VME Criteria

As defined in the International Guidelines for the Management of Deep-sea Fisheries in the High Seas (FAO 2009). 

“A marine ecosystem should be classified as vulnerable based on the characteristics that it possesses. The following list of characteristics should be used as criteria in the identification of VMEs.” (Paragraph 42, FAO DSF Guidelines).



Uniqueness or rarity

An area or ecosystem that is unique or that contains rare species whose loss could not be compensated for by similar areas or ecosystems. These include:

  • habitats that contain endemic species;
  • habitats of rare, threatened or endangered species that occur only in discrete areas; or
  • nurseries or discrete feeding, breeding, or spawning areas.

Functional significance of the habitat

Discrete areas or habitats that are necessary for the survival, function, spawning/reproduction or recovery of fish stocks, particular life-history stages (e.g. nursery grounds or rearing areas), or of rare, threatened or endangered marine species.


An ecosystem that is highly susceptible to degradation by anthropogenic activities.

Life-history traits of component species that make recovery difficult

Ecosystems that are characterized by populations or assemblages of species with one or more of the following characteristics:

  • slow growth rates;
  • late age of maturity;
  • low or unpredictable recruitment; or
  • long-lived.

Structural complexity

An ecosystem that is characterized by complex physical structures created by significant concentrations of biotic and abiotic features. In these ecosystems, ecological processes are usually highly dependent on these structured systems. Further, such ecosystems often have high diversity, which is dependent on the structuring organisms.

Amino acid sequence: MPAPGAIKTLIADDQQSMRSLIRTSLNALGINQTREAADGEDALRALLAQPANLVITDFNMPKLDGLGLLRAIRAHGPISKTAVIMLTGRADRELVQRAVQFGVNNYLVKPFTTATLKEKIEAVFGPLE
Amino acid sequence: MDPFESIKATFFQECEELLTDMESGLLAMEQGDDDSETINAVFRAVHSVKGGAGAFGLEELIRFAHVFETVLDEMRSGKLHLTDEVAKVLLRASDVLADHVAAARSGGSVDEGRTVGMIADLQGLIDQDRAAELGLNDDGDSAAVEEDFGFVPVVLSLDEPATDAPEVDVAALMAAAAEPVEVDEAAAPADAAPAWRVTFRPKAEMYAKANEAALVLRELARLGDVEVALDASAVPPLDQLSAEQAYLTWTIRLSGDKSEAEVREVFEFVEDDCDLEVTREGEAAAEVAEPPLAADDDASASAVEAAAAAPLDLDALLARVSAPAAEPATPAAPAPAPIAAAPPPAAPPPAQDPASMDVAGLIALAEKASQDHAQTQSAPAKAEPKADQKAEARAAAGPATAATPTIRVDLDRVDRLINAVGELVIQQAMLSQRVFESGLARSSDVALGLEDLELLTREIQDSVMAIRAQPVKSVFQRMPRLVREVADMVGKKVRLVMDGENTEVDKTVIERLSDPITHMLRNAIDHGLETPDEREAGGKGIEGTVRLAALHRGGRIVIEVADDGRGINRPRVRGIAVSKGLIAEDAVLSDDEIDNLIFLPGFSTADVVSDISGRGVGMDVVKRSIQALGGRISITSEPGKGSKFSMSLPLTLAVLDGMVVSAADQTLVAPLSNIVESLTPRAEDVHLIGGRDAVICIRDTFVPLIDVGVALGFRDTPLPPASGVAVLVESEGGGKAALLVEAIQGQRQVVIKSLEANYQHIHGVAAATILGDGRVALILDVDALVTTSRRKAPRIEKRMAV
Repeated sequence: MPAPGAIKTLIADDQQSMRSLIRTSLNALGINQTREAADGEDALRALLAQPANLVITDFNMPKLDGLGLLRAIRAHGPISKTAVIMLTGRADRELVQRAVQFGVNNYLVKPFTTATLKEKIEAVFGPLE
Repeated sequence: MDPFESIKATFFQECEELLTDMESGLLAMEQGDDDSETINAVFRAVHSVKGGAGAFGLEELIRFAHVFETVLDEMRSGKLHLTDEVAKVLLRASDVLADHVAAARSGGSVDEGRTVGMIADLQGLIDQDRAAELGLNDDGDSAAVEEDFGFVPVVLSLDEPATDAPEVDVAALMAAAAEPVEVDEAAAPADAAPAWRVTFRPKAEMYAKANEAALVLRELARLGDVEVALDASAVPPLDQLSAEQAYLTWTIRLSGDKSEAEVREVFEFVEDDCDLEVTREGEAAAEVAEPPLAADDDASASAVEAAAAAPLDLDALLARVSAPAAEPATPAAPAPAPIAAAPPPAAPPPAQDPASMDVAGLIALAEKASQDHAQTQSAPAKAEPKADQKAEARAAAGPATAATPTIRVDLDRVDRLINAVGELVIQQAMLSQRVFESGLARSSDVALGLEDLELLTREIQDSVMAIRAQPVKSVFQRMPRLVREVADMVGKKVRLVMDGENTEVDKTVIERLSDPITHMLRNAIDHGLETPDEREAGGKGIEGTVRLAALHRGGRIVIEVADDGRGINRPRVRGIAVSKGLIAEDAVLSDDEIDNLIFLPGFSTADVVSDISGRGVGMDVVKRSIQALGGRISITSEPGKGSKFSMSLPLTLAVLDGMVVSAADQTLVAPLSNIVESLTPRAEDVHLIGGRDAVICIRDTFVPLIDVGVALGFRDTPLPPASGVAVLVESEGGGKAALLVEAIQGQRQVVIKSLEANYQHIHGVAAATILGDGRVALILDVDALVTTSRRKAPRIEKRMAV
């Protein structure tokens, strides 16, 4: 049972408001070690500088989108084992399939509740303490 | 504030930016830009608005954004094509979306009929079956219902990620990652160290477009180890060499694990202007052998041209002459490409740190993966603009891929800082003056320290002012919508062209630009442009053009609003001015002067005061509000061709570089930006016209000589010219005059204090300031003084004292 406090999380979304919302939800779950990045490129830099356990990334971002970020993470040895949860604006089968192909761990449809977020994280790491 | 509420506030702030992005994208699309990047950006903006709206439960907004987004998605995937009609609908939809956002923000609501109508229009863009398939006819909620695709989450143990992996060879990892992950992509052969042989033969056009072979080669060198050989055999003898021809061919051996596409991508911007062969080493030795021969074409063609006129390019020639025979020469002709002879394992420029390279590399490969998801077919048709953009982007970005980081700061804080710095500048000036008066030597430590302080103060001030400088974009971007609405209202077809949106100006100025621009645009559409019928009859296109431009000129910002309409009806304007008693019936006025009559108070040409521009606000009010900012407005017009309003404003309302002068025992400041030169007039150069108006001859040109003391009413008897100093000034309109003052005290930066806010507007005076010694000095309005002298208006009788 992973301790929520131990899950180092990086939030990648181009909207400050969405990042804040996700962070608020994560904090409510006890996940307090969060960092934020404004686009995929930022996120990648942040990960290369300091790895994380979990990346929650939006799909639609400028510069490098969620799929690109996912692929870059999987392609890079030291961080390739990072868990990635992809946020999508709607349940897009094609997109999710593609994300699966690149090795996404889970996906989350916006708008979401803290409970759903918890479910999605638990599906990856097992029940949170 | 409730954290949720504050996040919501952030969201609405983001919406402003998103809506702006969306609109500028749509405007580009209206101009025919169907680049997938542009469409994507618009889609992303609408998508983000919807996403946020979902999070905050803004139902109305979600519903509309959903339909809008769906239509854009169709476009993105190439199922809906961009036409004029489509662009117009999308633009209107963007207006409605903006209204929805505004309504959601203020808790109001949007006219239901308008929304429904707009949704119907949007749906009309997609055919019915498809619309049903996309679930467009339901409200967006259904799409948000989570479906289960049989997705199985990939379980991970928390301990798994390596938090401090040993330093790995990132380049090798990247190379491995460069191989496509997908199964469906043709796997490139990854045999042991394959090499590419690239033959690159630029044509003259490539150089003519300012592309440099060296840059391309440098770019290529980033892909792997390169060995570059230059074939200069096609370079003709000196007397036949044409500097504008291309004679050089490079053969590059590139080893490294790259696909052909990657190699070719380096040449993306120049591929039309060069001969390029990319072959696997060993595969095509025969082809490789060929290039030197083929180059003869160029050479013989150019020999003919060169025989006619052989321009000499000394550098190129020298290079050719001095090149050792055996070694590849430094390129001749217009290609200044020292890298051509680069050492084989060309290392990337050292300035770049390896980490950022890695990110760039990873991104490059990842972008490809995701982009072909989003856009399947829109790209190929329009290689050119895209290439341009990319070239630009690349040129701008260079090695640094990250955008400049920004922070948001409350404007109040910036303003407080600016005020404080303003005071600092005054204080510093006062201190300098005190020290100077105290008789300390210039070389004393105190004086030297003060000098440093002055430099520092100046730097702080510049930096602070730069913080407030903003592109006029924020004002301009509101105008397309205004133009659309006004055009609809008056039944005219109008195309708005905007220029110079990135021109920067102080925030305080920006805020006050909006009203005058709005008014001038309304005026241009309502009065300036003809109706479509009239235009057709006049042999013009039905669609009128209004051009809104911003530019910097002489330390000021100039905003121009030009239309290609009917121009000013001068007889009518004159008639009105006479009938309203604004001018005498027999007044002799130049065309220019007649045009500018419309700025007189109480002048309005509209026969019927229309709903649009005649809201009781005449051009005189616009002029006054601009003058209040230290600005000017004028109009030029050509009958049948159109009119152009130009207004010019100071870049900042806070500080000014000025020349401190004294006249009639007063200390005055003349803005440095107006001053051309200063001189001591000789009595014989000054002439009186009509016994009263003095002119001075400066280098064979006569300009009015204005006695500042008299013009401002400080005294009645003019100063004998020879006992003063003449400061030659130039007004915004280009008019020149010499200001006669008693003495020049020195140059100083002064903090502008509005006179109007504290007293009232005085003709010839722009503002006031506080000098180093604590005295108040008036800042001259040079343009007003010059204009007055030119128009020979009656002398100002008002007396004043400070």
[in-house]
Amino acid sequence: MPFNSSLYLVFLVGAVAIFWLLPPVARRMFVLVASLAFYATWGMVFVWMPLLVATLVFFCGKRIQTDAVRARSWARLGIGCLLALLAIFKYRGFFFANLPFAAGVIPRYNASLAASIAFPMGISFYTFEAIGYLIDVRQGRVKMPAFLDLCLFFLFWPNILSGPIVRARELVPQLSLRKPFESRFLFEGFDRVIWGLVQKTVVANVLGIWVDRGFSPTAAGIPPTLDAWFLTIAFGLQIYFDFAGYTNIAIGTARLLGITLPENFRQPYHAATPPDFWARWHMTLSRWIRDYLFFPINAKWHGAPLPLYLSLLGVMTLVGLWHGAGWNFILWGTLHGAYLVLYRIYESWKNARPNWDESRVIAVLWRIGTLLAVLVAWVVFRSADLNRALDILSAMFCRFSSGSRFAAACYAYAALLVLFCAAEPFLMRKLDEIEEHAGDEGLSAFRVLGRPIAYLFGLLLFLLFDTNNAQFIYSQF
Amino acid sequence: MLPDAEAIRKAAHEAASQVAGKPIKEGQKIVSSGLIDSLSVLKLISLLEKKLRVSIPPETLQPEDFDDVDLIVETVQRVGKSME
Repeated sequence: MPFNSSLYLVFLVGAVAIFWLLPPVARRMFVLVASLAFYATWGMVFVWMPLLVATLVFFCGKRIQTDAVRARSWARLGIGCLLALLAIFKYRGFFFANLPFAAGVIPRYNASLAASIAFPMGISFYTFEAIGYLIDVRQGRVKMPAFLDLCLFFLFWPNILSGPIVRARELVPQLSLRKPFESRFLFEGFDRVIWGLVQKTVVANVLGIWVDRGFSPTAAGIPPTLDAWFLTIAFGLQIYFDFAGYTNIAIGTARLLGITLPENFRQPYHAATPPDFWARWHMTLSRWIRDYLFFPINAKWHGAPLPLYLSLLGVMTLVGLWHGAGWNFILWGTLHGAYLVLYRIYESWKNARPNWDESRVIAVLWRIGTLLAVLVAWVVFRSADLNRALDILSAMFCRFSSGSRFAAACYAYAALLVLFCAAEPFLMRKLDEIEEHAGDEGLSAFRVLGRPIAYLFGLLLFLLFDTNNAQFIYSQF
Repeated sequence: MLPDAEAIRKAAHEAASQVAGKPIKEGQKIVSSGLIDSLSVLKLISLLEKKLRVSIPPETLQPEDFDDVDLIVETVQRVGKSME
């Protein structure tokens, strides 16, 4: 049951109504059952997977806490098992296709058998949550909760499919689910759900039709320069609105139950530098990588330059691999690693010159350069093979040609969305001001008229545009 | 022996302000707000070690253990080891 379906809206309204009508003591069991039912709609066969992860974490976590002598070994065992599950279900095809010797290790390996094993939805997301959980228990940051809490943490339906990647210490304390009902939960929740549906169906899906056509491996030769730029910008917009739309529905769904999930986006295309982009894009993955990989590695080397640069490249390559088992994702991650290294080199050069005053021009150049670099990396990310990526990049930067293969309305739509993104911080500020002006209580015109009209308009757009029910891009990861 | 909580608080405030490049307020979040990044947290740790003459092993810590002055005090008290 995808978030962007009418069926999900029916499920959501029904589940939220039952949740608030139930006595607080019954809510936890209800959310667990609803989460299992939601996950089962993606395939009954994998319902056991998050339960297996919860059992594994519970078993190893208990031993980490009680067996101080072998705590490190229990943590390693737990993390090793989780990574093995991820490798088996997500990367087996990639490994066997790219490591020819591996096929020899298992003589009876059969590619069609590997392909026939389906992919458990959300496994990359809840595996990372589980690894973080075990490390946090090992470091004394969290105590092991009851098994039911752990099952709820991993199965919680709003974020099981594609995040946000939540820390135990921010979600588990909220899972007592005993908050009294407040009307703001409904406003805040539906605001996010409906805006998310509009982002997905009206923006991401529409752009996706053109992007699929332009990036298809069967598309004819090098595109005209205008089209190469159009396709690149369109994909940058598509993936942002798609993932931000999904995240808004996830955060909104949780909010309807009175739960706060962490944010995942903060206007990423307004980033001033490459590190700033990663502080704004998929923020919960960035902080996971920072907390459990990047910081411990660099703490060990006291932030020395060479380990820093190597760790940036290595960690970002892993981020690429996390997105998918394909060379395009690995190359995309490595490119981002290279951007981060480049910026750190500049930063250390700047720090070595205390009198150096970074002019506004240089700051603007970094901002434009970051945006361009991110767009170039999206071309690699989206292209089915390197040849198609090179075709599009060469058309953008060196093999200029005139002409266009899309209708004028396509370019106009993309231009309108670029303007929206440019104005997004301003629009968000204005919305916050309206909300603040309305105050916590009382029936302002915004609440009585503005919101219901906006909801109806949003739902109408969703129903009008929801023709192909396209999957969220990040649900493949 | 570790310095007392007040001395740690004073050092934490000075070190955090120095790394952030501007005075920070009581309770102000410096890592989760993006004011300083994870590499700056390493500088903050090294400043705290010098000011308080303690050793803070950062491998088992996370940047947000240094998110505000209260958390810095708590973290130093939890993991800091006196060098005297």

Annex (FAO DSF Guidelines 2009)

The following examples of species groups, communities, habitats and features often display characteristics consistent with possible VMEs. Merely detecting the presence of an element itself is not sufficient to identify a VME.

Examples of species groups, communities and habitat forming species that are documented or considered sensitive and potentially vulnerable to DSFs in the high-seas, and which may contribute to forming VMEs:

i) Certain coldwater corals and hydroids, e.g. reef builders and coral forest including: stony corals (Scleractinia), alcyonaceans and gorgonians (Octocorallia), black corals (Antipatharia) and hydrocorals (Stylasteridae);

ii) Some types of sponge dominated communities;

iii) Communities composed of dense emergent fauna where large sessile protozoans (xenophyophores) and invertebrates (e.g. hydroids and bryozoans) form an important structural component of habitat; and

iv) Seep and vent communities comprised of invertebrate and microbial species found nowhere else (i.e. endemic).

Examples of topographical, hydrophysical or geological features, including fragile geological structures, that potentially support the species groups or communities, referred to above:

i) Submerged edges and slopes (e.g. corals and sponges);

ii) Summits and flanks of seamounts, guyots, banks, knolls, and hills (e.g. corals, sponges, xenophyphores);

iii) Canyons and trenches (e.g. burrowed clay outcrops, corals);

iv) Hydrothermal vents (e.g. microbial communities and endemic invertebrates); and

v) Cold seeps (e.g. mud volcanoes for microbes, hard substrates for sessile invertebrates).